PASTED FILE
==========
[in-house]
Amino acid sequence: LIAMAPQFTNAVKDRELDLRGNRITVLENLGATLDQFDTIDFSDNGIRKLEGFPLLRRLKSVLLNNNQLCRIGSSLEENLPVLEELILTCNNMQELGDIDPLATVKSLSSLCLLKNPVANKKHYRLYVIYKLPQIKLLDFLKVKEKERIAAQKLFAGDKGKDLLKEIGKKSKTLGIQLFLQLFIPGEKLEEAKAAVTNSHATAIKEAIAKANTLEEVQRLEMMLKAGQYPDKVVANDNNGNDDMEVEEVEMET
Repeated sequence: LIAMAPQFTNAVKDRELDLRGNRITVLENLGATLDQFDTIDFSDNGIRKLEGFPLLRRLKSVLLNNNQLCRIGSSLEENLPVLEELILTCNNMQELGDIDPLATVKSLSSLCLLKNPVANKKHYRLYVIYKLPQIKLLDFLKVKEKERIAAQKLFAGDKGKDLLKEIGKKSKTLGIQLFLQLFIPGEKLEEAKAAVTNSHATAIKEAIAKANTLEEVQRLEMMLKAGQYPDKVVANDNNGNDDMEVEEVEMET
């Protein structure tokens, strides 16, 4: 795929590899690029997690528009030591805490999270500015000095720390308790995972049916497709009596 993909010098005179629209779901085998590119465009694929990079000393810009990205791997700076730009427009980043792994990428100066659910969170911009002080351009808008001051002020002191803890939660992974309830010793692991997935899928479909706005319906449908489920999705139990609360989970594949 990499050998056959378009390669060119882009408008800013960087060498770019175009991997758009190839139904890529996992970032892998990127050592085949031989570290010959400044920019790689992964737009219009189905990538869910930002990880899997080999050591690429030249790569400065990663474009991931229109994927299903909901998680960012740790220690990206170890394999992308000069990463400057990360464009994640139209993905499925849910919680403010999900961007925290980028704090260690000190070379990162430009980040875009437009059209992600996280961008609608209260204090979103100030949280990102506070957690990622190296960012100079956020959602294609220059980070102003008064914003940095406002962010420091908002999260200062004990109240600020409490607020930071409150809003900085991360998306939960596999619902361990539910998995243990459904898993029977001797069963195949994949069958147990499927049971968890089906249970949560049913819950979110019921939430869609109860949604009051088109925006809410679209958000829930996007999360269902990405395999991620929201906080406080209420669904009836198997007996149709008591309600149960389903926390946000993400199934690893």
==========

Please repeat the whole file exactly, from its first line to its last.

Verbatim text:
[in-house]
Amino acid sequence: LIAMAPQFTNAVKDRELDLRGNRITVLENLGATLDQFDTIDFSDNGIRKLEGFPLLRRLKSVLLNNNQLCRIGSSLEENLPVLEELILTCNNMQELGDIDPLATVKSLSSLCLLKNPVANKKHYRLYVIYKLPQIKLLDFLKVKEKERIAAQKLFAGDKGKDLLKEIGKKSKTLGIQLFLQLFIPGEKLEEAKAAVTNSHATAIKEAIAKANTLEEVQRLEMMLKAGQYPDKVVANDNNGNDDMEVEEVEMET
Repeated sequence: LIAMAPQFTNAVKDRELDLRGNRITVLENLGATLDQFDTIDFSDNGIRKLEGFPLLRRLKSVLLNNNQLCRIGSSLEENLPVLEELILTCNNMQELGDIDPLATVKSLSSLCLLKNPVANKKHYRLYVIYKLPQIKLLDFLKVKEKERIAAQKLFAGDKGKDLLKEIGKKSKTLGIQLFLQLFIPGEKLEEAKAAVTNSHATAIKEAIAKANTLEEVQRLEMMLKAGQYPDKVVANDNNGNDDMEVEEVEMET
């Protein structure tokens, strides 16, 4: 795929590899690029997690528009030591805490999270500015000095720390308790995972049916497709009596 993909010098005179629209779901085998590119465009694929990079000393810009990205791997700076730009427009980043792994990428100066659910969170911009002080351009808008001051002020002191803890939660992974309830010793692991997935899928479909706005319906449908489920999705139990609360989970594949 990499050998056959378009390669060119882009408008800013960087060498770019175009991997758009190839139904890529996992970032892998990127050592085949031989570290010959400044920019790689992964737009219009189905990538869910930002990880899997080999050591690429030249790569400065990663474009991931229109994927299903909901998680960012740790220690990206170890394999992308000069990463400057990360464009994640139209993905499925849910919680403010999900961007925290980028704090260690000190070379990162430009980040875009437009059209992600996280961008609608209260204090979103100030949280990102506070957690990622190296960012100079956020959602294609220059980070102003008064914003940095406002962010420091908002999260200062004990109240600020409490607020930071409150809003900085991360998306939960596999619902361990539910998995243990459904898993029977001797069963195949994949069958147990499927049971968890089906249970949560049913819950979110019921939430869609109860949604009051088109925006809410679209958000829930996007999360269902990405395999991620929201906080406080209420669904009836198997007996149709008591309600149960389903926390946000993400199934690893």